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Episode 195 | Industry Averages for Profit First with Julie Herres

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WITH Julie Herres

  • Episode 195 | Industry Averages for Profit First with Julie Herres 00:00


Have you ever felt discouraged and overwhelmed when it comes to dealing with payroll,  profit, and other financial aspects of your business? Well, now you won’t have to! In today’s episode, I am back again with Julie Herres, owner of Green Oak Accounting Firm to talk about the Profit First System, and how it can greatly benefit you and your business!

In this episode we cover:

  • Understanding the goal of Profit First System
  • How to know the recommended Current Allocation Percentages (CAPS) and Total Allocation Percentages (TAPS)
  • When to make shifts in CAPS and TAPS
  • Why it’s normal to not be in the target allocation at first
  • What to do when the biggest problem is payroll

Links mentioned in the episode:

Profit First for Therapists

This episode is sponsored by TherapyNotes. TherapyNotes is an EHR software that helps behavioral health professionals manage their practice with confidence and efficiency. I use TherapyNotes in my own group practice and love its amazing support team, billing features, and scheduling capabilities. It serves us well as a large group practice owner.

Do you ever wish for a financial therapist who could relieve you from the last few months of bookkeeping, talk you off the edge when you’re running into issues with Quickbooks, or help you work through a profit plan for growth? GreenOak Accounting does just that! GreenOak Accounting is an accounting firm that specializes in working with group practices. Their value goes WAY beyond bookkeeping; they can help you get on track for financial success. Schedule a free consultation by going to


Maureen Werrbach

Hey, everyone. Welcome to another episode of the group practice exchange podcast. This week, I have Julie Harris from green Oak accounting with me. How many times have you been on now? Feel like a handful? Um, it probably, I think this is the third now. Third. Yeah. I’m excited. I always love having you because same, I love being here.

We’re gonna be talking about profit first percentages. and how they vary by side. Cause I feel like that’s something that gets brought up a lot is figuring out your numbers. First of all. And when people put their numbers in my Facebook group, it confuses other people who are like, whoa, like that is a low owner’s draw percentage.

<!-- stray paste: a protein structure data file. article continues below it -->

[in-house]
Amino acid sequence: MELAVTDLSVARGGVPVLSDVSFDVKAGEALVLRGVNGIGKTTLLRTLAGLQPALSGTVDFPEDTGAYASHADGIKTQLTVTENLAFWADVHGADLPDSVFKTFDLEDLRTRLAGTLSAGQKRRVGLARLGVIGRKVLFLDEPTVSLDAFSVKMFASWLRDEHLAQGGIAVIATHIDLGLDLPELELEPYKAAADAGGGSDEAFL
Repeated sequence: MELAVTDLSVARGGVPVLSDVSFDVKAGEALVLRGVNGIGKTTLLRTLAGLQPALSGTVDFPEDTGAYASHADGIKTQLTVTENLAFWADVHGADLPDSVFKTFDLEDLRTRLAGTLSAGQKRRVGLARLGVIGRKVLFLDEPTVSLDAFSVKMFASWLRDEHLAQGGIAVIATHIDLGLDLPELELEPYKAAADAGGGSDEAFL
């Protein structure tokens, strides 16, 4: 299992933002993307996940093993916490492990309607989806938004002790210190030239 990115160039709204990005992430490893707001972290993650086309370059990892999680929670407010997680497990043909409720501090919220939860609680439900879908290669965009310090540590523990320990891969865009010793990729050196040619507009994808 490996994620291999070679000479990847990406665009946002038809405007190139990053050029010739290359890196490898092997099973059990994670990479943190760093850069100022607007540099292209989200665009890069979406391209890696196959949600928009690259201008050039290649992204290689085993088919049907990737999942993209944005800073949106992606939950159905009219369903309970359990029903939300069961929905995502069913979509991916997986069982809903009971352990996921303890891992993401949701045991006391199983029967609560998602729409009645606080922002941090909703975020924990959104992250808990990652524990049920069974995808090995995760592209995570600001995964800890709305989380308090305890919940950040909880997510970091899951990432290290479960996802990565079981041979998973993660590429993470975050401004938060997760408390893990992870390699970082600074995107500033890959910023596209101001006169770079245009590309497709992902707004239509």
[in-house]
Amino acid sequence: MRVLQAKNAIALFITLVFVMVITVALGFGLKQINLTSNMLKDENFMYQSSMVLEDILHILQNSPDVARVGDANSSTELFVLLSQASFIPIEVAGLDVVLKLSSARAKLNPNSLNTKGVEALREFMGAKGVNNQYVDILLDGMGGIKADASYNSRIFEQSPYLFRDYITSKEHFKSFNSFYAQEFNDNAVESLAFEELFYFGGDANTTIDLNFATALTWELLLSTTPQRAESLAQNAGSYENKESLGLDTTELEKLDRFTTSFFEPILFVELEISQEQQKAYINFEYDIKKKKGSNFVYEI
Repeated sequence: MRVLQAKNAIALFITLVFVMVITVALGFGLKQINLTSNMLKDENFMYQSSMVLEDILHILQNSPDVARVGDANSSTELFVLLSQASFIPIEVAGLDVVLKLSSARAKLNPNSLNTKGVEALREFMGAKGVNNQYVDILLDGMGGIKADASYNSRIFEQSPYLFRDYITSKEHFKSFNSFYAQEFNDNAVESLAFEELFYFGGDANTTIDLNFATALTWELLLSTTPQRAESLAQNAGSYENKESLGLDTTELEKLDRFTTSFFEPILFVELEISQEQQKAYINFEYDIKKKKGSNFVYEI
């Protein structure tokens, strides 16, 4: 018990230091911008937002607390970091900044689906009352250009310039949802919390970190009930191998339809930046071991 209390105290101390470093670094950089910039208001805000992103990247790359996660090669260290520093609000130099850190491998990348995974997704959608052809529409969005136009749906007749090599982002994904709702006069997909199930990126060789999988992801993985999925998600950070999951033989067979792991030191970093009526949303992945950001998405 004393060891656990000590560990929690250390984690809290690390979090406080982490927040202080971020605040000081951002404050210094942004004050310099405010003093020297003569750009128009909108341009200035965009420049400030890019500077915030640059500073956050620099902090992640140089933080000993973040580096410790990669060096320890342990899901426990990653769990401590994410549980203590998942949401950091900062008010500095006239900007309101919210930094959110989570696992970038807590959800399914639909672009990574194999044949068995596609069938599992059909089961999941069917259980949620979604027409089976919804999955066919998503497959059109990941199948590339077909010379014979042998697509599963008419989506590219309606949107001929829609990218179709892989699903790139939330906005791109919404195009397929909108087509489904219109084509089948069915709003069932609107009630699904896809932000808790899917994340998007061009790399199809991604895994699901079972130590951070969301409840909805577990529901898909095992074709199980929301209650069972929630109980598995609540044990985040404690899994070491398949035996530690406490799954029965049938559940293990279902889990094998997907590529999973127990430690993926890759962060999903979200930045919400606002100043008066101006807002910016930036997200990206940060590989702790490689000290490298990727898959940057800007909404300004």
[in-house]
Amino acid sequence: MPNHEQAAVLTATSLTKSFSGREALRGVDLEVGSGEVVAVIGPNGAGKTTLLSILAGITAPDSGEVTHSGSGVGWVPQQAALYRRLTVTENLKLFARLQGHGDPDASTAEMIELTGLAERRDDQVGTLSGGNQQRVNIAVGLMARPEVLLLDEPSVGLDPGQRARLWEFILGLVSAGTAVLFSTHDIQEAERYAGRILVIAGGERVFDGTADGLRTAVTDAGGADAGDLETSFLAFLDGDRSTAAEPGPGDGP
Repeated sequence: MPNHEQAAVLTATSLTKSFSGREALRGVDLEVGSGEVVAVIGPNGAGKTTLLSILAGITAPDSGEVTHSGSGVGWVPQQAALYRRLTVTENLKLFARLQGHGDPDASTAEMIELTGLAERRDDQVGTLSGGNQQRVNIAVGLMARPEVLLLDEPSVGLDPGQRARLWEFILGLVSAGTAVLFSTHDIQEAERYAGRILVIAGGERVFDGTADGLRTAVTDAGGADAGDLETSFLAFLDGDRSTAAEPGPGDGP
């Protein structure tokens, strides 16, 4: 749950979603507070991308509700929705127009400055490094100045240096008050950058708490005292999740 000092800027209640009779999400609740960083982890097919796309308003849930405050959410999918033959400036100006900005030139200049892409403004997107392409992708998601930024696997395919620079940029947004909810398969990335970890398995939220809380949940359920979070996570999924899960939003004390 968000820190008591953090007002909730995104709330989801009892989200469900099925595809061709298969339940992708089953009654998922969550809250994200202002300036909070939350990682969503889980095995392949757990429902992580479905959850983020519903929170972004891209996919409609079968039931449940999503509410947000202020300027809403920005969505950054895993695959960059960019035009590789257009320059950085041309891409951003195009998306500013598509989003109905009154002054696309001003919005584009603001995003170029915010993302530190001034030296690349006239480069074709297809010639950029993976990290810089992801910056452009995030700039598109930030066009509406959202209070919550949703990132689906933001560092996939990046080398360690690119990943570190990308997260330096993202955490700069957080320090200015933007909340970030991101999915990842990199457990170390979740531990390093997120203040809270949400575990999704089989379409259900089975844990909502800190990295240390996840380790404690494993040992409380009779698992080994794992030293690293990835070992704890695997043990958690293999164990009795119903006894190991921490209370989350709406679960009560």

And other people are like, I’m giving 50% on. And I feel like people don’t understand how profit first changes, depending on where you’re at financially and what size you are. Yeah, it varies a lot, depending on the size of the business and also in profit first there are caps, which are current allocation percentages, and taps, which are target allocations.

The cap really is where practices today, not where they wish they were, but like the true realistic where they are today. And so sometimes that’s going to be lower than what you wish it was, but like that is the reality. And then the goal with profit versus that slowly over time, we move toward. The target allocation, but as a practice grows, there’s naturally going to be some changes there because the practice owners is typically doing less and less work overtime having to hire maybe more infrastructure-type people, right?

Like more overhead people like a biller and. Perhaps a practice manager, some overhead like phone or intake positions. Yeah. And then leadership. Exactly. So as you add all of those, you’re making more in dollars, but not always more in a percentage. Yep. Okay. I know I just jumped you right into here, but tell people who you are.

I mean, I feel like, because I mention you constantly when people talk about anything related to accounting or private first, your name shows up. I highly doubt anyone who doesn’t know you. Who are you? Yeah, I’m Julie Harris. I’m the owner of green Oak accounting, an accounting firm that specializes in working with therapists in private practice.

I’m also the author of the upcoming profit first for Therapists as a chair. If you were gonna say it. Yeah. I’m yeah, the cat is out of the bag. We’re definitely talking about that now. So I’m customizing the profit first book specifically for. Therapy just because there are a lot of questions that come up around exactly how to implement it.

Okay. So one question that I get a lot and I give my non-accounting piece of feedback and, oh my gosh. If I’m wrong. I’m sorry, everyone. what do you do with clinician pay? Do you put it in pre real revenue, like in the sub-category or do you count it as an actual operating expense underneath? I know, you know, my answer, so I know your answer.